54. I’m currently on Medicare and retired from a public service job of 30 years. recently moved to a new state and the Senior Advantage Plan (HMO) I had before isn’t in the new state. I will need to find another SAP or supplement in the new state now to coordinate it with Medicare. I am in my own open enrollment period now with the retirement system that administers my benefits and my existing Senior Advantage Plan. The open enrollment period for Medicare ended already. Will I be able to select a new SRP or supplement after the normal Medicare open enrollment period ended? I will be working with a broker in the new state to find a competitive plan soon.

  55. I wish to opt out of Medicare A & D enrollment for now as I am still employed and wish to use the employer’s insurance. Their insurance is credible to Medicare’s A and D and it also covers my spouse. Next year I will be retiring and will wish to enroll in Medicare at that time. I turn 65 tomorrow and haven’t been able to reach the right person to handle this in months. Time is running out, can you please help? Thank you

    • Hi Don. Our policy requires a personal interview be conducted with everyone who wants to terminate their Medicare Part A & Part B benefits. Representatives at your local Social Security office will help you submit the required Form CMS-1763, “Request for Termination of Premium Hospital and /or Supplementary Medical Insurance”, or your signed request for termination, but we need to speak to you personally before we terminate your Medicare benefits to be sure that you fully understand the consequences of doing so. We do not offer Form CMS-1763 online.
      In most cases, you can only request disenrollment or changes to your Medicare Part C & D during the Annual Enrollment Periods, and would need to contact Medicare directly at 1-800-633-4227.
      Also, we suggest that individuals speak to their health benefits advisor, or health plan representative to see what’s best for them, and to prevent any penalties or delayed enrollment in the future.
      Generally, when calling our toll free number at 1-800-772-1213, you will have a shorter wait time if you call later during the day or later in the week. We hope this helps!

  56. On October 1st 2017, I will sent a letter indicating that I would get Medicare benefits starting January 1st 2018. I have been fighting for my Medicare card to arrive for the past 2 months. I was told that my enrollment is not until May of 2018. I have the proof of the letter you all sent me regarding my approval for benefits starting January 1st. I am in dire need of help. I am disabled and have been given the runaround for too long. Please help.

    • Hi Sandra, if you didn’t sign up for Medicare when you were first eligible, and you aren’t eligible for a Special Enrollment Period, you can sign up during the General Enrollment Period between January 1–March 31 each year. To learn more about the Medicare enrollment periods visit http://www.Medicare.gov. For more information call us at 1-800-772-1213, Monday through Friday, between 7 a.m. and 7 p.m. and ask a representative to assist you, or contact your local Social Security office. Thanks!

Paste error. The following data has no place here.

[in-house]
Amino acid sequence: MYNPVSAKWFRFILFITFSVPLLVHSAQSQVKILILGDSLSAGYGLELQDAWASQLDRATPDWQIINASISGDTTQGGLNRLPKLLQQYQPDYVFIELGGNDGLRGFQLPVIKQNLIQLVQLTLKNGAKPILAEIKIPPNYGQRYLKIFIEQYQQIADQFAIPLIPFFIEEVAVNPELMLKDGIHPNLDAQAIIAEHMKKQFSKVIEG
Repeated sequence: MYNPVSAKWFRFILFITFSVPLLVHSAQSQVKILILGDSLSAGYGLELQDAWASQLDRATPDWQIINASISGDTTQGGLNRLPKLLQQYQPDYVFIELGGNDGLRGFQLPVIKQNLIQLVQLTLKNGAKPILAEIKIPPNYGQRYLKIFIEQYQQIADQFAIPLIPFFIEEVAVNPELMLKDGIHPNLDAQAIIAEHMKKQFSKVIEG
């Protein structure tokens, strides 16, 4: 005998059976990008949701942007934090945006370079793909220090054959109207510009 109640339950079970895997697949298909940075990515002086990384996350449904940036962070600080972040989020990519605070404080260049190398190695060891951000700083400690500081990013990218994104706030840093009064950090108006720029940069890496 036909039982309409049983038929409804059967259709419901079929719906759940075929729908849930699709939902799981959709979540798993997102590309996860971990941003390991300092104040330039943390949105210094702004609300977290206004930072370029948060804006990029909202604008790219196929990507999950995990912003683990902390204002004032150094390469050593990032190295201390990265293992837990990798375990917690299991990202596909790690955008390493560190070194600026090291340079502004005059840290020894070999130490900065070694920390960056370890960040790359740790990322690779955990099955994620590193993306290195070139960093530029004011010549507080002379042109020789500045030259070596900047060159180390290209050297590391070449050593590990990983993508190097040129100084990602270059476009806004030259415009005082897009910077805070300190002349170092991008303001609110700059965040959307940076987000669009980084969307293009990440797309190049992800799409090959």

57. Wouldn’t it be nice if CMS sent people a short note letting them know if they are even eligible for Medicare? I am eligible for Social Security, but don’t have a clue if I am also eligible for Medicare part A and B. If I knew this in advance, it would help me decide what to do. If I have to pay for A and B, how much is it, and if I get Social Security, will those payments pay for the Medicare premiums?

  58. We stayed with a plan because it worked for us. After staying, the plan changed and we cannot afford our medication – mostly my husband. I am no longer taking my medication (because it is not life threatening) so that he can take his (life threatening – heart/diabetes)

  59. I made a comment and it didn’t post – the required information was there! My husband and I stayed with an insurance company thinking it would be the same – it worked for us. After the change date was past we found out we could no longer afford my husband’s meds (they changed the tier or something) so I am no longer taking my meds (non-life threatening) so that he can have his. We have a co-pay we can’t afford for mine/and his. We tried having the doctor change his script for the cheapest possible and the insurance company said they would not cover it. Sounds like kickbacks to me. I am so upset – don’t know if new policies are coming so that we can change companies at will. Insurance companies are running healthcare and the “care” in healthcare is totally GONE!